Dave Brubeck Quartet – Live From The Northwest, 1959 (RELEASE 17 Nov)
(Brubeck Editions. Album review by Liam Noble)
Jazz doesn’t always announce itself upfront, but you know who this band are in a split second. The first thing that hits me is Joe Morello’s bass drum. It isn’t dropped like the “bombs” of Max Roach or Kenny Clarke, it somehow plummets, the billowing silk seeming to waft in the wake of its landing. It occupies a very specific space, and that’s true of everyone in this band, an expertly choreographed space that creates boundaries within which improvisation can still thrive, a balancing act between playing and communicating.
Gene Wright‘s sound is almost like the pedals of a Hammond organ, round and deep, but on the knotty baroque of “Two Part Contention” you can hear him getting around on the instrument in a momentary display of virtuosity. How often bass players are forgotten somehow (particularly in press reviews!) but Wright’s sound and buoyant basslines underpin all the drama. He and Morello are as much a part of the quartet’s appeal as their bandmates, playing it straight and clear to allow the intricacy of Paul Desmond’s alto and Dave Brubeck’s pianistic tangents to be clearly heard. Brubeck understood what would communicate to a broad audience, and time and time again it seems that thinning out the density of improvisation at any one point works wonders. Whenever something interesting is happening, it’s given a fairly wide berth by the rest of the band. This principle has, for better or worse, remained fairly consistent in jazz, and often to the point where there are snarky digs at whether such music even is jazz anymore. But Brubeck’s skill was in smuggling in some pretty edgy improvisation under the appealing sheen of the band’s sound, like spinach concealed in a fruit smoothie.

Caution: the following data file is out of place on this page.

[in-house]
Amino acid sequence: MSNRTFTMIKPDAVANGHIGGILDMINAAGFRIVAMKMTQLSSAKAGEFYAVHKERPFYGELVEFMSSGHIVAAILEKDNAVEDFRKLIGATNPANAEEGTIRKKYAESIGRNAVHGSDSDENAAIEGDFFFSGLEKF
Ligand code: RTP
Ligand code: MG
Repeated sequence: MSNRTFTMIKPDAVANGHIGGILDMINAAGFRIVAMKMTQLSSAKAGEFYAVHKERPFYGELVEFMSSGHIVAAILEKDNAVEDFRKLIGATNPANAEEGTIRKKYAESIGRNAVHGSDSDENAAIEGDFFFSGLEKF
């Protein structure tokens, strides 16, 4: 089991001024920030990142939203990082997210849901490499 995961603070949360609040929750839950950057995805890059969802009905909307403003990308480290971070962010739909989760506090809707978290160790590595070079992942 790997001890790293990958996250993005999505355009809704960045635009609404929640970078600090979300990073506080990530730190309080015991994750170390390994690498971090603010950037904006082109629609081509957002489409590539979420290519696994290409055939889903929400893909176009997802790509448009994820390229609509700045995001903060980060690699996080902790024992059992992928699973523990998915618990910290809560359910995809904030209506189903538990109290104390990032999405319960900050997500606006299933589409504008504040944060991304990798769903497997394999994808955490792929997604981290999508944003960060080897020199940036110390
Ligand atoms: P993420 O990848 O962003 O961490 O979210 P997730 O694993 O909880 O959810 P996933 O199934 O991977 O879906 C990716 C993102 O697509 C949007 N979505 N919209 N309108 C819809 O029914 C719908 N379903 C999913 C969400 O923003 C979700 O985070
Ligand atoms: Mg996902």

This quartet is, for me anyway, an innocent pleasure, full of tiny surprises that happen within a reassuringly stable framework. Like Miles and Coltrane, the styles of Desmond and Brubeck have in-built contrasts, Desmond’s self-effacing charm and liquidity giving way to the dogged and sometimes obstinate explorations of the pianist. There’s plenty for fans of his more grandiose, two-handed style here, and perhaps Brubeck leans on that a little more in his live performances. But, as ever, the counterpoint between him and Desmond when they play together is intricate and swinging.
The tunes contain few surprises, but the arrangements, often including some decidedly “un-slick” tempo changes, are always interesting without being grandiose. OK, I have to admit that the head of “When The Saints” feels a bit twee, but that’s soon forgotten as Paul Desmond carves a whole new work of art out of it, followed by the almost inevitable Brubeck deconstruction. Where Desmond’s strength is in smoothing out knotty harmonic constructions, Brubeck has a foot in the stride school with the attack to pull off something a little more percussive. “Multnomah Blues” illustrates this again, the piano riff leading into that enveloping Desmond duvet of softness. The tussle between classical music and the blues is all over this session, “Two Part Contention” easing in and out of swing in a way that didn’t seem so overt on Brubeck’s familiar solo piano rendition, but still I like the way he pulls against that bedrock of swing with Lisztian fistfuls of chords and strange arhythmic lines. It feels like the centrepiece of the record, with “The Lonesome Road” an impeccably delicate finale, the simplicity of a well-played melody sending the audience out happy.
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That “cool jazz” label never worked for me, temperature never coming into it: yes, there’s a calculated sense of laid back leisure in this music, but a sense of exploration, and the almost innocent wonder at it all, is never far away. With Brubeck’s quartet, there’s just a sense that it doesn’t have to be difficult, but can be savoured calmly in a friendly musical environment. This is entertainment, and in this way it almost harks back to the swing era, but there’s some serious and disciplined improvising here too, splinters pushing up through the veneer.
Recorded in April, 1959 at the Multnomah Jazz Club and Clark College, both in the Portland, Oregon area.